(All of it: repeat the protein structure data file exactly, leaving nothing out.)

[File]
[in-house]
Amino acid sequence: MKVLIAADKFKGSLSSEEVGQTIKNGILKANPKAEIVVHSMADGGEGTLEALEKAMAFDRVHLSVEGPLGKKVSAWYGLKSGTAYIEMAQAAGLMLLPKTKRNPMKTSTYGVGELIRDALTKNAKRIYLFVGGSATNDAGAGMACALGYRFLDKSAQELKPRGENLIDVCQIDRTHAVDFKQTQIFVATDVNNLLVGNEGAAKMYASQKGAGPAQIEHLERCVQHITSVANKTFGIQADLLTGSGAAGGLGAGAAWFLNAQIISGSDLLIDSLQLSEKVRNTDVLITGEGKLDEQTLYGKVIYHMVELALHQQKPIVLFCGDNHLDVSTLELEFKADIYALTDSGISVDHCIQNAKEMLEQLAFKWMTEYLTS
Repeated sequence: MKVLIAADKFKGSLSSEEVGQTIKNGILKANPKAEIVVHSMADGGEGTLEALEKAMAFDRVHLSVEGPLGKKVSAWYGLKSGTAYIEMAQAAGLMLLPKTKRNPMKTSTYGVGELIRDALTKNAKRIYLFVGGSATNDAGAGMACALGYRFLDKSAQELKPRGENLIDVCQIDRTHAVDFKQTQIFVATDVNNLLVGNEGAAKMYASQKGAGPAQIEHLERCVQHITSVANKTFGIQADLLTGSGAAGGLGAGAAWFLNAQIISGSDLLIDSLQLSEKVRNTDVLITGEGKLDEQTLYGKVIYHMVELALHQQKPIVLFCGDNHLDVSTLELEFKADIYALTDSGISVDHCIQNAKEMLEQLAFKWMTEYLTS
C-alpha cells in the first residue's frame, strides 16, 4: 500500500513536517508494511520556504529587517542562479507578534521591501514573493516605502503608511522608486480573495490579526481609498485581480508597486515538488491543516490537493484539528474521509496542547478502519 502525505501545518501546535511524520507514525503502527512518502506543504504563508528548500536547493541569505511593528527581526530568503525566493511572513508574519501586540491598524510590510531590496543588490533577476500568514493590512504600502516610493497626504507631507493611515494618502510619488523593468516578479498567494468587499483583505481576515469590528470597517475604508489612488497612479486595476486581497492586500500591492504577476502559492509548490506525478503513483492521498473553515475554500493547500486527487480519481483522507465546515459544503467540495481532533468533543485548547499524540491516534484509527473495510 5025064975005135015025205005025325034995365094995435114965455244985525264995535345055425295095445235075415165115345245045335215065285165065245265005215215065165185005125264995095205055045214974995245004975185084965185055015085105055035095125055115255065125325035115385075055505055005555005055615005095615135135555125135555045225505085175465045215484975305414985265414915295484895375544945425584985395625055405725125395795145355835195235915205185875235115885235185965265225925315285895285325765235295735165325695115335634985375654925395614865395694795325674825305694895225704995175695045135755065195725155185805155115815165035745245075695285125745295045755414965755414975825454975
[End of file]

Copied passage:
[in-house]
Amino acid sequence: MKVLIAADKFKGSLSSEEVGQTIKNGILKANPKAEIVVHSMADGGEGTLEALEKAMAFDRVHLSVEGPLGKKVSAWYGLKSGTAYIEMAQAAGLMLLPKTKRNPMKTSTYGVGELIRDALTKNAKRIYLFVGGSATNDAGAGMACALGYRFLDKSAQELKPRGENLIDVCQIDRTHAVDFKQTQIFVATDVNNLLVGNEGAAKMYASQKGAGPAQIEHLERCVQHITSVANKTFGIQADLLTGSGAAGGLGAGAAWFLNAQIISGSDLLIDSLQLSEKVRNTDVLITGEGKLDEQTLYGKVIYHMVELALHQQKPIVLFCGDNHLDVSTLELEFKADIYALTDSGISVDHCIQNAKEMLEQLAFKWMTEYLTS
Repeated sequence: MKVLIAADKFKGSLSSEEVGQTIKNGILKANPKAEIVVHSMADGGEGTLEALEKAMAFDRVHLSVEGPLGKKVSAWYGLKSGTAYIEMAQAAGLMLLPKTKRNPMKTSTYGVGELIRDALTKNAKRIYLFVGGSATNDAGAGMACALGYRFLDKSAQELKPRGENLIDVCQIDRTHAVDFKQTQIFVATDVNNLLVGNEGAAKMYASQKGAGPAQIEHLERCVQHITSVANKTFGIQADLLTGSGAAGGLGAGAAWFLNAQIISGSDLLIDSLQLSEKVRNTDVLITGEGKLDEQTLYGKVIYHMVELALHQQKPIVLFCGDNHLDVSTLELEFKADIYALTDSGISVDHCIQNAKEMLEQLAFKWMTEYLTS
C-alpha cells in the first residue's frame, strides 16, 4: 500500500513536517508494511520556504529587517542562479507578534521591501514573493516605502503608511522608486480573495490579526481609498485581480508597486515538488491543516490537493484539528474521509496542547478502519 502525505501545518501546535511524520507514525503502527512518502506543504504563508528548500536547493541569505511593528527581526530568503525566493511572513508574519501586540491598524510590510531590496543588490533577476500568514493590512504600502516610493497626504507631507493611515494618502510619488523593468516578479498567494468587499483583505481576515469590528470597517475604508489612488497612479486595476486581497492586500500591492504577476502559492509548490506525478503513483492521498473553515475554500493547500486527487480519481483522507465546515459544503467540495481532533468533543485548547499524540491516534484509527473495510 5025064975005135015025205005025325034995365094995435114965455244985525264995535345055425295095445235075415165115345245045335215065285165065245265005215215065165185005125264995095205055045214974995245004975185084965185055015085105055035095125055115255065125325035115385075055505055005555005055615005095615135135555125135555045225505085175465045215484975305414985265414915295484895375544945425584985395625055405725125395795145355835195235915205185875235115885235185965265225925315285895285325765235295735165325695115335634985375654925395614865395694795325674825305694895225704995175695045135755065195725155185805155115815165035745245075695285125745295045755414965755414975825454975